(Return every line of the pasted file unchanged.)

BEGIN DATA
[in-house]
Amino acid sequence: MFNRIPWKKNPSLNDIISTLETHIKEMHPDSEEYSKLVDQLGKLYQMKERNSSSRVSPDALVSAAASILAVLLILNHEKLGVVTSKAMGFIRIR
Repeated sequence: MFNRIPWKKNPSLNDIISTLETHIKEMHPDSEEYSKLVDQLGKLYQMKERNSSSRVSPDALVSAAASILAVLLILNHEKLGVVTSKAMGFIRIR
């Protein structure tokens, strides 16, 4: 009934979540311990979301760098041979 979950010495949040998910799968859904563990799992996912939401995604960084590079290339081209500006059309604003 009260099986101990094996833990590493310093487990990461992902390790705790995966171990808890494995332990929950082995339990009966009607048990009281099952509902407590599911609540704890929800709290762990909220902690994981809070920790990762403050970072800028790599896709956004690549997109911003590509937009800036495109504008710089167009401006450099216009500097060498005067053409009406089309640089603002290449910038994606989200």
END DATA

[in-house]
Amino acid sequence: MFNRIPWKKNPSLNDIISTLETHIKEMHPDSEEYSKLVDQLGKLYQMKERNSSSRVSPDALVSAAASILAVLLILNHEKLGVVTSKAMGFIRIR
Repeated sequence: MFNRIPWKKNPSLNDIISTLETHIKEMHPDSEEYSKLVDQLGKLYQMKERNSSSRVSPDALVSAAASILAVLLILNHEKLGVVTSKAMGFIRIR
């Protein structure tokens, strides 16, 4: 009934979540311990979301760098041979 979950010495949040998910799968859904563990799992996912939401995604960084590079290339081209500006059309604003 009260099986101990094996833990590493310093487990990461992902390790705790995966171990808890494995332990929950082995339990009966009607048990009281099952509902407590599911609540704890929800709290762990909220902690994981809070920790990762403050970072800028790599896709956004690549997109911003590509937009800036495109504008710089167009401006450099216009500097060498005067053409009406089309640089603002290449910038994606989200």